Miniature, Ornate Wooden ‘Danjiri’ Floats Carved Entirely by Hand

One of Japan’s most-rowdiest festivals is the Kishiwada Danjiri Festival, which takes place in Osaka during the month of September. The 300-year old festival features thirty four large, elaborate floats known as danjiri. Each float represents a different neighborhood and teams of hundreds compete to pull their floats at high speeds through the narrow streets of Kishiwada.

But for one individual, spectating the event was not enough. Armed with carving tools, they are on a mission to carve miniature replicas of every single danjiri.

One thing you might not know about danjiri is that each are unique in their own special way. They often feature intricate and ornate decorations and carvings that tell the story of ancient folklore or battles.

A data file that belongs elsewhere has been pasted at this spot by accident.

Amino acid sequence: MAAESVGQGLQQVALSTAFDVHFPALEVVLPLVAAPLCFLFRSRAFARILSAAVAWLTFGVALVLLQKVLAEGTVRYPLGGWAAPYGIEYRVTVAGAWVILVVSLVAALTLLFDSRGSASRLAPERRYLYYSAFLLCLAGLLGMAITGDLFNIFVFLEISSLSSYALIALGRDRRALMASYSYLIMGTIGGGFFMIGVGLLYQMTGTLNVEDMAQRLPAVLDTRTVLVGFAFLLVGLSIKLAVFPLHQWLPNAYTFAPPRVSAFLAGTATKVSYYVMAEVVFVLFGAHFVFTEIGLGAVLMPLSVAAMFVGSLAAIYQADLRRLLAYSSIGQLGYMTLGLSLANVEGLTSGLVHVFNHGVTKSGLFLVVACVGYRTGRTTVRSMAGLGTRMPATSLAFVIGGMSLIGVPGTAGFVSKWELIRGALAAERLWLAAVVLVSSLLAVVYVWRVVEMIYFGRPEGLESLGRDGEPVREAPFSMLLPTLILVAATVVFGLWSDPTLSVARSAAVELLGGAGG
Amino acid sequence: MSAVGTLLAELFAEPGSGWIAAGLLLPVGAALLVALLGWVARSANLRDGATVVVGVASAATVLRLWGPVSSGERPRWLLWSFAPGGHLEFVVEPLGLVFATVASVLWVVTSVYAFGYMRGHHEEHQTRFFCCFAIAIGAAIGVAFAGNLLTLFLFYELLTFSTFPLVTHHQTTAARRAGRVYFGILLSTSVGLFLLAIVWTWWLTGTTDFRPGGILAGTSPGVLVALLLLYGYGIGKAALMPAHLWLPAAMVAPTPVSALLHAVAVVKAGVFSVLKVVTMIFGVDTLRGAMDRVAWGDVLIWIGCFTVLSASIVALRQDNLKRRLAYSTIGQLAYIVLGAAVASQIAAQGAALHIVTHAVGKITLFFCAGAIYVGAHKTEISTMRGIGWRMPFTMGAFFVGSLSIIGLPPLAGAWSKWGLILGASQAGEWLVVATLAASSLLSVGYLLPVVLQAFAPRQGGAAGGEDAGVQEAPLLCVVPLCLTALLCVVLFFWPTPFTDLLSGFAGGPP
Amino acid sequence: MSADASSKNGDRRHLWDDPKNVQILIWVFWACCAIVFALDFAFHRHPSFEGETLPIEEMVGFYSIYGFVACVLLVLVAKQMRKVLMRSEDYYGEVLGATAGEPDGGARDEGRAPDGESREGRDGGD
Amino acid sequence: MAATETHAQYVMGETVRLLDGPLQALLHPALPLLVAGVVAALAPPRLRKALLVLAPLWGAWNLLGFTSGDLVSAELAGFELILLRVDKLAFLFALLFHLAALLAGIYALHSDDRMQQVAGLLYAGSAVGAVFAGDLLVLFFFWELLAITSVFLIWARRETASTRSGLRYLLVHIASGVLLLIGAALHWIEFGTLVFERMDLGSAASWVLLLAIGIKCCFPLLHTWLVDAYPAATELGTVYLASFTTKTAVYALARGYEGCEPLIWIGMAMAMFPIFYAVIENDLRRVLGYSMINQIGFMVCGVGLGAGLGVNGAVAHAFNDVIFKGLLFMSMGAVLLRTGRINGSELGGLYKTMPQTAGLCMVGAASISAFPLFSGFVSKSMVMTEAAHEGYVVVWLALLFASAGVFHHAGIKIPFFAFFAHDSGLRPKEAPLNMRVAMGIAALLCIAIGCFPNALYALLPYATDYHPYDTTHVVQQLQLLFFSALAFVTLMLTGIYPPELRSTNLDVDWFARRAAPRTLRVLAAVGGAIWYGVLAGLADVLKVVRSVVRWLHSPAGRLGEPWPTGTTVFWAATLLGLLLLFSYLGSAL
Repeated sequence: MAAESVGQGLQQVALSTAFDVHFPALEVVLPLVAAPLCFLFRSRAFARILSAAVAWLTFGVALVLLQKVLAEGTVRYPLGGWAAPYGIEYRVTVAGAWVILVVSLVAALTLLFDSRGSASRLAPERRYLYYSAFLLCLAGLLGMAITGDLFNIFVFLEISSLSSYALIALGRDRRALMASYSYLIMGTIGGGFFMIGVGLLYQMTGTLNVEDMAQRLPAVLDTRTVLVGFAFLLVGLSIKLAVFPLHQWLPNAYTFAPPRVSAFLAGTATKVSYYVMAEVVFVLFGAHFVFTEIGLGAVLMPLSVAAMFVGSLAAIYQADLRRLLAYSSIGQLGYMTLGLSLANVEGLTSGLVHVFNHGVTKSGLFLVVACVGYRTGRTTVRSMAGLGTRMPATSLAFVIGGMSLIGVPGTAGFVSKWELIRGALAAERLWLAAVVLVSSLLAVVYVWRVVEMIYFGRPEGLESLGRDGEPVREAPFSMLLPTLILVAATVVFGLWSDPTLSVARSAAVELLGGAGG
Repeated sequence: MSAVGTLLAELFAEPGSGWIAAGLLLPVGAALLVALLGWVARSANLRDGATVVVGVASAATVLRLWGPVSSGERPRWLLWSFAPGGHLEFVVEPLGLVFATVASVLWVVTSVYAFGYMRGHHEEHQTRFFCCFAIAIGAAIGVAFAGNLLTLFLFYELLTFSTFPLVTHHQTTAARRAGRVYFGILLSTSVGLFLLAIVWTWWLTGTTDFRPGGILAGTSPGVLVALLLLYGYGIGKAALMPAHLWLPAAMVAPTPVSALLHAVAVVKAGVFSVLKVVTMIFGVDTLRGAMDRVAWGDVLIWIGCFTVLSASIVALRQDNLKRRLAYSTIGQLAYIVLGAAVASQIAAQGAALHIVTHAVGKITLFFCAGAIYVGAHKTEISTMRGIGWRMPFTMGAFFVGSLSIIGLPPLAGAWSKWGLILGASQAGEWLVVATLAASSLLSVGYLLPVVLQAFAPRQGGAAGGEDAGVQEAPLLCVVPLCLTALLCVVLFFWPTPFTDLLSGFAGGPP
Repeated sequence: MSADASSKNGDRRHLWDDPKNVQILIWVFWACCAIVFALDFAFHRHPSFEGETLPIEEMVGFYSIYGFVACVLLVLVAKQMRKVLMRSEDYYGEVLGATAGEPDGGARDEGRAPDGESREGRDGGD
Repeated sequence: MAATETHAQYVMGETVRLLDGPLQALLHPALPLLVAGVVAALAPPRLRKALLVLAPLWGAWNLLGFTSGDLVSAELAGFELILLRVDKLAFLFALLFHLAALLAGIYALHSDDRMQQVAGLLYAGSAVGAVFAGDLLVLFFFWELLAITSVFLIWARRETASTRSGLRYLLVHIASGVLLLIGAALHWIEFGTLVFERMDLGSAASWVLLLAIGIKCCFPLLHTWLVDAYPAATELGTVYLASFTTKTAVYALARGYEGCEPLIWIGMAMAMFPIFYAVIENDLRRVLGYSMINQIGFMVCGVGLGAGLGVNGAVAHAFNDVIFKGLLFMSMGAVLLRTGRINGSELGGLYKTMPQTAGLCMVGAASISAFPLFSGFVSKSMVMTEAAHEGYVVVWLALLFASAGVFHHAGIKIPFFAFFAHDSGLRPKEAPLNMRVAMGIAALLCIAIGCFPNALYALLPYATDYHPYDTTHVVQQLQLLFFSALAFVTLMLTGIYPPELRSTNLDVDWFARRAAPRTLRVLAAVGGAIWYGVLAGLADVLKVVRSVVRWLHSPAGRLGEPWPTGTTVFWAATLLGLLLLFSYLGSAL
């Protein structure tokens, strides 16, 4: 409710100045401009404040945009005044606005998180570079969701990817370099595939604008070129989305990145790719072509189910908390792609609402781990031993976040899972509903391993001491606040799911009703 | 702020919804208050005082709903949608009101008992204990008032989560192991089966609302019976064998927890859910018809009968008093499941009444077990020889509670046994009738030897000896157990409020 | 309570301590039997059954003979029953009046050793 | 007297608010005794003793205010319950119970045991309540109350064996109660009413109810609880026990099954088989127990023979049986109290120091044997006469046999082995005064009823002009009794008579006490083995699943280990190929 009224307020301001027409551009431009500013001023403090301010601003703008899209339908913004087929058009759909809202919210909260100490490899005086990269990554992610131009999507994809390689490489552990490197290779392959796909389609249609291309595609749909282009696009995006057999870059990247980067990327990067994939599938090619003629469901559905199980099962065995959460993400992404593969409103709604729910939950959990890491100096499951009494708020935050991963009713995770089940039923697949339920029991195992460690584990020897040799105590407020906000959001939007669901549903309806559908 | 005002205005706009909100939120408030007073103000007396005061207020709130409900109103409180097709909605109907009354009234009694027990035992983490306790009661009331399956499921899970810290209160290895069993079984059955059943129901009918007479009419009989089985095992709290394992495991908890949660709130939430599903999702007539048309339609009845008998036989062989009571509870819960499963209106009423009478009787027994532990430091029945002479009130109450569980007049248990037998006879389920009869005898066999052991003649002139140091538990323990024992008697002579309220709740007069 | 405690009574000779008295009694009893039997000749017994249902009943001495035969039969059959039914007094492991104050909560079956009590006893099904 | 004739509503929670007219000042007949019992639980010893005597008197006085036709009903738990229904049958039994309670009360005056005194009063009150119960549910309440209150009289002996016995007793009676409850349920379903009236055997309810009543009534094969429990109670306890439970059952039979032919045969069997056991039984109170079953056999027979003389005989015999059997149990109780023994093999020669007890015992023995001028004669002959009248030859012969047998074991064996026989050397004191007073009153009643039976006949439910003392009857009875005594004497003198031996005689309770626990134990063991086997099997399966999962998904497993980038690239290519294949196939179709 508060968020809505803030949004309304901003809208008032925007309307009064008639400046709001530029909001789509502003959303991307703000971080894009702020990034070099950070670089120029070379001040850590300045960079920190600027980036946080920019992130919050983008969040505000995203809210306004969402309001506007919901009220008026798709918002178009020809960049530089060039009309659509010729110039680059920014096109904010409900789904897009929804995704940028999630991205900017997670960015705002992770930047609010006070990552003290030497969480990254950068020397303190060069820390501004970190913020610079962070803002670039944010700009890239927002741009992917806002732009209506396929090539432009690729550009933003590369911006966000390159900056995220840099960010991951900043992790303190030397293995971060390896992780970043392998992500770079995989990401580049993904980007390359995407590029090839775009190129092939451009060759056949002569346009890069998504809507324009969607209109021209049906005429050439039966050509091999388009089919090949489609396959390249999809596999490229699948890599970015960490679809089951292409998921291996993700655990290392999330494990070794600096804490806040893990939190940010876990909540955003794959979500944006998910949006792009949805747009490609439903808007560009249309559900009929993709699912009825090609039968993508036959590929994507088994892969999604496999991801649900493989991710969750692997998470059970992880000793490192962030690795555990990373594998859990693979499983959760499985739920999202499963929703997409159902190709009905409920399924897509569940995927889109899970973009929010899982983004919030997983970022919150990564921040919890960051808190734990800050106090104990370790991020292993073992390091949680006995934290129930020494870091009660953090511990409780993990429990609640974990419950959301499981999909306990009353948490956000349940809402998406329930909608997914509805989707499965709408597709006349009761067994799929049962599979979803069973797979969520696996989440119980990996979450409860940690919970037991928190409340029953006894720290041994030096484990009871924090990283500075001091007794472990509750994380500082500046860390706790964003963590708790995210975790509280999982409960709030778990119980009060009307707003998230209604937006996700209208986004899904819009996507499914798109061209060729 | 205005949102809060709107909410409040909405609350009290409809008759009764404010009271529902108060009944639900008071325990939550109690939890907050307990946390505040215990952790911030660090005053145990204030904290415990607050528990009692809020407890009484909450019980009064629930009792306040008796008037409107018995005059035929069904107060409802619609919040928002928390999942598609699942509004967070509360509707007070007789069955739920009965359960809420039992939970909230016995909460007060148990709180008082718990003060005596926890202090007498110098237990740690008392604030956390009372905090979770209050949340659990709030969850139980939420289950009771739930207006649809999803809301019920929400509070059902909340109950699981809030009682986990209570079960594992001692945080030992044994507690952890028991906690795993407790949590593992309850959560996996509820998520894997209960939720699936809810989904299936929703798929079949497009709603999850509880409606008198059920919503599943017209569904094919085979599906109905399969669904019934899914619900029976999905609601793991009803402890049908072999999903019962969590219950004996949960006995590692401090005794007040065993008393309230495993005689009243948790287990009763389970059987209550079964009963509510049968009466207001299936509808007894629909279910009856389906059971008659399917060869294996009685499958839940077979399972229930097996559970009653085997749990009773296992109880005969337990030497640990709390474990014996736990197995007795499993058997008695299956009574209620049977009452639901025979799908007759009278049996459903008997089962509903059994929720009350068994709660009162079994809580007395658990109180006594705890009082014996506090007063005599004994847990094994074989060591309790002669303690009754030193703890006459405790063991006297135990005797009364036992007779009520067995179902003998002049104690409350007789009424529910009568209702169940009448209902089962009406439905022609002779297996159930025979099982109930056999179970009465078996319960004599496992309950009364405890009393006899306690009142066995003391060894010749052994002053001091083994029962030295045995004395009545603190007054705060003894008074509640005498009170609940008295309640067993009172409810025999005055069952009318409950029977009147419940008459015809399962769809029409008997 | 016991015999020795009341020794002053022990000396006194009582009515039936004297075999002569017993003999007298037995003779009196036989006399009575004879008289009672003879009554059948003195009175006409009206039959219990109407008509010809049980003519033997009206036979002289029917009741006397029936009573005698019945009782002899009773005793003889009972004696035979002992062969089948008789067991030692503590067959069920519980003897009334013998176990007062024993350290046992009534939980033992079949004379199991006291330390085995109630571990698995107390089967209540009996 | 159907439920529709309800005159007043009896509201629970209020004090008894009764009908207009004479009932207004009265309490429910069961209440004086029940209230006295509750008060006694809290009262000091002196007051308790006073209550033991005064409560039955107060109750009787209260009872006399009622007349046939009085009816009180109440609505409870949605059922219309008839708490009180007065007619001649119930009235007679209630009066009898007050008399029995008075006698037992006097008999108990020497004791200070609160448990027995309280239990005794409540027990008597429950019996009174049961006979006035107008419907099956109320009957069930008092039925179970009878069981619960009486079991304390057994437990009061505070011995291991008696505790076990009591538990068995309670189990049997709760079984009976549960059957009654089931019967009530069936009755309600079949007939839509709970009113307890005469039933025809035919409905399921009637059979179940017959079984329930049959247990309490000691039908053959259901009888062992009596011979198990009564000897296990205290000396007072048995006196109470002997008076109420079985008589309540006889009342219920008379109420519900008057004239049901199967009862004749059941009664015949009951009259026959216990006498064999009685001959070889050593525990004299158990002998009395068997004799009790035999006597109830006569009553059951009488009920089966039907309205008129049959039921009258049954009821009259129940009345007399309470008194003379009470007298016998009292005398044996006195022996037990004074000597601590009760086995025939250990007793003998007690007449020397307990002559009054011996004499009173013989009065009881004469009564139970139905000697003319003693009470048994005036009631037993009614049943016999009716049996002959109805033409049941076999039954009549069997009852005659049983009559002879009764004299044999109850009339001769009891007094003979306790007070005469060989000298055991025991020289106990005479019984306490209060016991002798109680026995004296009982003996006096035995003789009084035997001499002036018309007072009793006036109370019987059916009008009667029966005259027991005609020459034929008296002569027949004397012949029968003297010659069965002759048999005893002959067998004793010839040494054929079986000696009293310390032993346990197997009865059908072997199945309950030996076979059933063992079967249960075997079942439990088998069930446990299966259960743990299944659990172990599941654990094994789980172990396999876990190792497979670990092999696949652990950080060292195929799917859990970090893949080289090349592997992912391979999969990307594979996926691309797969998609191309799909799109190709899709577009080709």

Known only by their nom de plume, Orihirodo is an a mission to carve all thirty four danjiri at a 1/20 scale. Explaining where the motivation comes from for such a daunting task, Orihirodo says that because the floats are raced at high speeds, often resulting in accidents and collisions, their intricate decorations and carvings are overlooked. By painstakingly replicating each danjiri in miniature, Orihirodo hopes to shine a light on the craftsmanship involved in each float.

We’ve presented here a small selection of the miniatures but you can keep up with Orihirodo either on Twitter or their blog where photos and descriptions are categorized by float. So far it looks like eleven of the thirty four have been completed.

the Numacho danjiri

the Numacho danjiri (roof)

the Numacho danjiri (close-up)

the Nakakitacho danjiri

the Nakakitacho danjiri (side view)

the Nakakitacho danjiri (rear view)

miniature carving depicting the Battle of Shizugatake

miniature carving depicting the Battle of Shizugatake

miniature carving depicting the Battle of Shizugatake

1 Comment

  1. Modelmaking as historical record. It has itself, an important history -and I love to see it!

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